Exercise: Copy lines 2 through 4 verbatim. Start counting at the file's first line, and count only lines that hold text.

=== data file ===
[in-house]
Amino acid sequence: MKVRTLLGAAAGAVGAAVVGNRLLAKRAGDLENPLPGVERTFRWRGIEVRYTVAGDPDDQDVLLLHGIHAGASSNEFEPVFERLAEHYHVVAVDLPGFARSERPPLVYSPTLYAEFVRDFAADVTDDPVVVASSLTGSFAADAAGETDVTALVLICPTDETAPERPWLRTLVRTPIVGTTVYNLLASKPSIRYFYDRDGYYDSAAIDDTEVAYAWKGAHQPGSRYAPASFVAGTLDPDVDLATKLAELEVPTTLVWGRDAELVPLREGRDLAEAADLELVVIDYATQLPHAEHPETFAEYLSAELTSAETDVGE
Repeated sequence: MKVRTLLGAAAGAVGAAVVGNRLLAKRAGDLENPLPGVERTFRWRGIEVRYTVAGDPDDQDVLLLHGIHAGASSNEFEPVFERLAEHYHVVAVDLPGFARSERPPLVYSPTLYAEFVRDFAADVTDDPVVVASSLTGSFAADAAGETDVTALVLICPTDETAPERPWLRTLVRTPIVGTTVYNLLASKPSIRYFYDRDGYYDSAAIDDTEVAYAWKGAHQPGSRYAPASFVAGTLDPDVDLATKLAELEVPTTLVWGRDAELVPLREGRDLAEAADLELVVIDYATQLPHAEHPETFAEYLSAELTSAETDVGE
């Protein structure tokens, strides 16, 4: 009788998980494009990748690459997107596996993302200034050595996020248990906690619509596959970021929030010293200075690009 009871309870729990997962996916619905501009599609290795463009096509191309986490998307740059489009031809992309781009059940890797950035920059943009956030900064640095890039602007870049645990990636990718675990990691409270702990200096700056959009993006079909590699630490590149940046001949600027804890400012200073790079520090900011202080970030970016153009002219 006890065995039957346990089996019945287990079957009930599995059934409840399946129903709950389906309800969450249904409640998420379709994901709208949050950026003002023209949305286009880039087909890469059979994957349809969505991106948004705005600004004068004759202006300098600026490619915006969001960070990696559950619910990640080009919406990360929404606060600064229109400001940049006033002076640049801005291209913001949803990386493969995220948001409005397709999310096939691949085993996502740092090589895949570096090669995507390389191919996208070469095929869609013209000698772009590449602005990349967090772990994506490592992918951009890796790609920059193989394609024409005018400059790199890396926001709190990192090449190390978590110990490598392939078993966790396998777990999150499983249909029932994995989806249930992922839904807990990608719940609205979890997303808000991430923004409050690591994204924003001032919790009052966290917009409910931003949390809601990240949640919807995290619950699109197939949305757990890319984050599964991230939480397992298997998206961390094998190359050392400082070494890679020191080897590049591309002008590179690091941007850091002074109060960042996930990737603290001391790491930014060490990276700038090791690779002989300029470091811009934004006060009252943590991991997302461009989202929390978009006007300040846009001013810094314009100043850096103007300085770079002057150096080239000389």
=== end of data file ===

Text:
Amino acid sequence: MKVRTLLGAAAGAVGAAVVGNRLLAKRAGDLENPLPGVERTFRWRGIEVRYTVAGDPDDQDVLLLHGIHAGASSNEFEPVFERLAEHYHVVAVDLPGFARSERPPLVYSPTLYAEFVRDFAADVTDDPVVVASSLTGSFAADAAGETDVTALVLICPTDETAPERPWLRTLVRTPIVGTTVYNLLASKPSIRYFYDRDGYYDSAAIDDTEVAYAWKGAHQPGSRYAPASFVAGTLDPDVDLATKLAELEVPTTLVWGRDAELVPLREGRDLAEAADLELVVIDYATQLPHAEHPETFAEYLSAELTSAETDVGE
Repeated sequence: MKVRTLLGAAAGAVGAAVVGNRLLAKRAGDLENPLPGVERTFRWRGIEVRYTVAGDPDDQDVLLLHGIHAGASSNEFEPVFERLAEHYHVVAVDLPGFARSERPPLVYSPTLYAEFVRDFAADVTDDPVVVASSLTGSFAADAAGETDVTALVLICPTDETAPERPWLRTLVRTPIVGTTVYNLLASKPSIRYFYDRDGYYDSAAIDDTEVAYAWKGAHQPGSRYAPASFVAGTLDPDVDLATKLAELEVPTTLVWGRDAELVPLREGRDLAEAADLELVVIDYATQLPHAEHPETFAEYLSAELTSAETDVGE
């Protein structure tokens, strides 16, 4: 009788998980494009990748690459997107596996993302200034050595996020248990906690619509596959970021929030010293200075690009 009871309870729990997962996916619905501009599609290795463009096509191309986490998307740059489009031809992309781009059940890797950035920059943009956030900064640095890039602007870049645990990636990718675990990691409270702990200096700056959009993006079909590699630490590149940046001949600027804890400012200073790079520090900011202080970030970016153009002219 006890065995039957346990089996019945287990079957009930599995059934409840399946129903709950389906309800969450249904409640998420379709994901709208949050950026003002023209949305286009880039087909890469059979994957349809969505991106948004705005600004004068004759202006300098600026490619915006969001960070990696559950619910990640080009919406990360929404606060600064229109400001940049006033002076640049801005291209913001949803990386493969995220948001409005397709999310096939691949085993996502740092090589895949570096090669995507390389191919996208070469095929869609013209000698772009590449602005990349967090772990994506490592992918951009890796790609920059193989394609024409005018400059790199890396926001709190990192090449190390978590110990490598392939078993966790396998777990999150499983249909029932994995989806249930992922839904807990990608719940609205979890997303808000991430923004409050690591994204924003001032919790009052966290917009409910931003949390809601990240949640919807995290619950699109197939949305757990890319984050599964991230939480397992298997998206961390094998190359050392400082070494890679020191080897590049591309002008590179690091941007850091002074109060960042996930990737603290001391790491930014060490990276700038090791690779002989300029470091811009934004006060009252943590991991997302461009989202929390978009006007300040846009001013810094314009100043850096103007300085770079002057150096080239000389």